A bid bond is issued as part of a supply bidding process by the contractor to the project owner, to provide guarantee, that the winning bidder will undertake the contract under the terms at which they bid.
The bond penalty is subject to full or partial forfeiture if the winning contractor fails to either execute the contract or provide the required performance and/or payment bonds. The bid bond assures and guarantees that should the bidder be successful, the bidder will execute the contract and provide the required surety bonds.
A bid bond can be in any amount. 5% and 10% are common on U.S. public projects, many private construction contracts require other amounts. The contractor or supplier providing the bid bond guarantee is referred to as "The Principal" on the bid bond. The bid bond prequalifies the principal and provides the necessary security to the owner (or general contractor), also known as the “obligee”. This helps prequalify contractors and protects the bid letting by guaranteeing that the principal will enter into the contract, for the amount of the bid, if it is awarded.
A bid bond guarantees that the “obligee” will be paid the difference between the principal's tender price and the next closest tender price. This action is only triggered should the principal be awarded the contract but fails to enter into the contract, as agreed, with the obligee. The bid bond penalty is a percentage of the total bid amount, not to exceed the spread between the first and second place bidders. Some bid bonds contain "forfeiture language", which means that the contractor loses the whole bid bond amount, regardless of the bid spread.
Contractors prefer the use of bid bonds because they are a less expensive option and they do not tie up cash or bank credit lines during the bidding process. Owners and general contractors also use bid bonds because they establish and confirm that the bidding contractor or supplier is qualified to undertake the project.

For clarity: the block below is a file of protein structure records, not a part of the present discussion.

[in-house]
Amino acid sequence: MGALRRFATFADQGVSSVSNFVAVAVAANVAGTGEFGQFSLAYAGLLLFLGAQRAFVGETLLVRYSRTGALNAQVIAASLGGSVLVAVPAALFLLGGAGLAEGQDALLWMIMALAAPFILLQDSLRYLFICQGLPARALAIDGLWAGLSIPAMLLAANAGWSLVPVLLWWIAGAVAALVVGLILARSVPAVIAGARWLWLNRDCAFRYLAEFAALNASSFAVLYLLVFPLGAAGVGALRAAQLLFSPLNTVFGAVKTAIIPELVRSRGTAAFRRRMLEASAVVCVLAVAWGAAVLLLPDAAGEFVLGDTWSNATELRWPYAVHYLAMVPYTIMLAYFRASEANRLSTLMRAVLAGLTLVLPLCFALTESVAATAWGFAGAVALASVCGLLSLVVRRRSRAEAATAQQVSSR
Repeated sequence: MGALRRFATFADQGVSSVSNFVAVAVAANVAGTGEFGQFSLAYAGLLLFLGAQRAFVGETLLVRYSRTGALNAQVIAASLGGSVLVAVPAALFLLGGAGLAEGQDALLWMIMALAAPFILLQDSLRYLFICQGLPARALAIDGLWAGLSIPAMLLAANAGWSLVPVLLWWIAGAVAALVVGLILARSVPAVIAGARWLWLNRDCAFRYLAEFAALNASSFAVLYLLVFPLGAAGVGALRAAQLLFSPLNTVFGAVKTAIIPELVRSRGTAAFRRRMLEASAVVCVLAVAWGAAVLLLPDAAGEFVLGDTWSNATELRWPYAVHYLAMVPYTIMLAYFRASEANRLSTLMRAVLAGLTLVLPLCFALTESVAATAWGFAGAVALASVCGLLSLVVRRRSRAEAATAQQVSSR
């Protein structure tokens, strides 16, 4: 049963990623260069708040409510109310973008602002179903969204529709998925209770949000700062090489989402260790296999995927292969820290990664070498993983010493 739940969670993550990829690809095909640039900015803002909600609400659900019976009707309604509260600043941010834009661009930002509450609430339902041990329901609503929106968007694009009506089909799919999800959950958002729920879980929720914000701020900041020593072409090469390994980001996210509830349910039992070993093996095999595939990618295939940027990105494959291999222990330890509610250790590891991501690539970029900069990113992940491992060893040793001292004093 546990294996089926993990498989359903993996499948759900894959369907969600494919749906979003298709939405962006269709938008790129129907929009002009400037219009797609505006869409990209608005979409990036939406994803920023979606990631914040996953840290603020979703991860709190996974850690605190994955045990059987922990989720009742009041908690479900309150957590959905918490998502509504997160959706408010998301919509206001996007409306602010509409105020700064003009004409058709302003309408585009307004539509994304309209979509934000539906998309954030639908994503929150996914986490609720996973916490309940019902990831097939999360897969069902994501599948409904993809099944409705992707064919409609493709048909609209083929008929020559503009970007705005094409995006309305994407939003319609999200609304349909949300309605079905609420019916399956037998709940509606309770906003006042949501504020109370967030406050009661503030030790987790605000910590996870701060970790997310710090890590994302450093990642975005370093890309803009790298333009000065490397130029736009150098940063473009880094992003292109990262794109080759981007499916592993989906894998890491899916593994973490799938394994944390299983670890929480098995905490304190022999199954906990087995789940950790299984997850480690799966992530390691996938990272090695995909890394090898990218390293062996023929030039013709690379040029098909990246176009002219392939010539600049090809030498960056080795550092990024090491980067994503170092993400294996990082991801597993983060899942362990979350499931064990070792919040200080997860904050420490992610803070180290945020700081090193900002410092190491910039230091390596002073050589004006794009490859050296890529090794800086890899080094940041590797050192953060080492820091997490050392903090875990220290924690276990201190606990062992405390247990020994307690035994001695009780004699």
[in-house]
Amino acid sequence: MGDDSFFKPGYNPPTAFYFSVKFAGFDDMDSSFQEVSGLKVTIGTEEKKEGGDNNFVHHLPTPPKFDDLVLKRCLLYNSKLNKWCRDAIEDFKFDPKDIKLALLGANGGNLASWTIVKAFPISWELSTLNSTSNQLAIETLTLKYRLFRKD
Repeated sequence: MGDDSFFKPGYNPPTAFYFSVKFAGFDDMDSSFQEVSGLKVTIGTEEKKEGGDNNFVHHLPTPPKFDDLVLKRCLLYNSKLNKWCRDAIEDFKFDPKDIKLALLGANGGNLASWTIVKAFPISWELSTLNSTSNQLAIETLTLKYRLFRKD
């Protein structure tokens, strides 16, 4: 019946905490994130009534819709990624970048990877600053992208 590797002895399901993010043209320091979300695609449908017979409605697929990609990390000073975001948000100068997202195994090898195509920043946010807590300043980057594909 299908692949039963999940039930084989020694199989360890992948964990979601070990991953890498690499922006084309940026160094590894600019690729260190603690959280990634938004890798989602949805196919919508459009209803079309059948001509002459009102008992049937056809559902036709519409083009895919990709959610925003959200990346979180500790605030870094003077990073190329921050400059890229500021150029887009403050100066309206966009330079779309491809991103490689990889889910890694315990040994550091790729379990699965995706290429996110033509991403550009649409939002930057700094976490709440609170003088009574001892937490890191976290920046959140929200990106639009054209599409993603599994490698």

Bid Bonds in the United Kingdom
In the United Kingdom, bid bonds are commonly used in various industries such as construction, supply, and service contracts. One notable application of bid bonds in the UK is for securing HM Revenue and Customs (HMRC) bonds, which are required for businesses dealing with goods subject to excise duty, such as alcohol, tobacco, and fuel. These bonds help ensure that businesses comply with the necessary regulations and pay the appropriate taxes and duties.
HMRC Bond Requirements
HMRC bonds are required for businesses operating in industries regulated by the HM Revenue and Customs Department. These bonds act as a guarantee for the payment of taxes and duties, ensuring that the business complies with the necessary regulations. The bond amount is typically based on the potential tax liability of the business, which may vary depending on the specific industry and type of goods being dealt with.